Unaccustomed as I am: my fear of public speaking
It took a week to shepherd sentiments into words. Consulting with friends who had been through the experience only heightened my apprehension. “I’m not going to lie to you,” one said. “It’s awful. Petrifying. You won’t be able to enjoy yourself until it’s over.” Another friend nodded gravely, adding: “Once you do this, you’ll be able to speak in any situation.”
Late-night calls to James about my progress elicited nervous groans. “It’s not too late for me to go with the no-best-man option,” he said, demanding the speech steer clear of his past and personality.
“Look,” I retorted, “I can either say all this at the wedding or at your funeral – and we both know you’re far more likely to live longer, so it has to be now.”
With four days to go, I began typing up some notes and the speech materialised unexpectedly. Still, it seemed short. The word count added up to 666 – hardly auspicious – but maybe the stage fright would pad things out.
After absorbing YouTube tutorials on presentation skills, I began rehearsing to an empty room, imagining every pause filled with clicking cameras, awkward silences or distracted yawns. Saying the speech aloud revealed what worked and what needed tweaking, but seeing footage of myself in practice mode proved too excruciating to watch beyond the first minute.
A friend implored me to recite the speech for him, but I couldn’t do that either. The self-conscious barrier wasn’t budging.
By the morning of the wedding, I’d contracted a cold, and a last-minute trial run did not bode well. There was a false start, a 10-second gap in the middle, and I forgot the most important paragraph.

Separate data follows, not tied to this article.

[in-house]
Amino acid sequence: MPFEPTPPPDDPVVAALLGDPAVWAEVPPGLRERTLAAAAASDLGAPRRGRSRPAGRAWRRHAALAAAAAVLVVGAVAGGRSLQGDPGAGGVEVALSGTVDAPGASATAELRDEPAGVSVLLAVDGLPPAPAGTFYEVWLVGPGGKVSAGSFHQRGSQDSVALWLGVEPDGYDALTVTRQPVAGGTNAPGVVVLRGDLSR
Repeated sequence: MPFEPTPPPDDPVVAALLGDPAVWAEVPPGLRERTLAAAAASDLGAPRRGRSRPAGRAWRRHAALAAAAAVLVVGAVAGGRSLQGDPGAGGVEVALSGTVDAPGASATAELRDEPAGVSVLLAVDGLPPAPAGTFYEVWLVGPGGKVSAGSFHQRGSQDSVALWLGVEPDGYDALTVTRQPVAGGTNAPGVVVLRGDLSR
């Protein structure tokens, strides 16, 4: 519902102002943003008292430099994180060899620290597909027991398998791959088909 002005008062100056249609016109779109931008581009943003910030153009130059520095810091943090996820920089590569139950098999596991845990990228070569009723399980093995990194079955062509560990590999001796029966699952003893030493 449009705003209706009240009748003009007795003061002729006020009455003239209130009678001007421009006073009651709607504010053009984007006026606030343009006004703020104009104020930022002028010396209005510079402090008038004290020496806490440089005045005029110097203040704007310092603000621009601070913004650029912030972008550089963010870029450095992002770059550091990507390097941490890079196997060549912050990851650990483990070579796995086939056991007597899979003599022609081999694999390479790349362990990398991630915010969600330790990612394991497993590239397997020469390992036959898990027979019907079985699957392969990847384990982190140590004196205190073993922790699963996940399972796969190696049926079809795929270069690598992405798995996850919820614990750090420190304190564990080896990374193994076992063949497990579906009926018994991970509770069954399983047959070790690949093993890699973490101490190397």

I kept telling myself that I played a relatively minute part in the bride and groom’s special day. “There’s no such thing as a stressful situation,” I reminded myself. “Anxiety is an optional reaction.”
But my inner critic wasn’t buying it, relishing all the best-man horror stories people felt compelled to share with me. Even at the altar, waiting for the bride, the priest said he recently attended a wedding where the best man was so sick with nerves that they had to get the speech over with before the meal.
James’s brother chipped in to say he’d been to one where the speech was skipped altogether because the best man wasn’t up to it.
As we filed into the dining hall, the sight of the microphone stand in the corner tightened my stomach. Despite repeated assurances from James to the contrary, I would have to act as MC, introducing the cutting of the cake and three other speeches. The dread built up steadily through dinner, leaving me mute.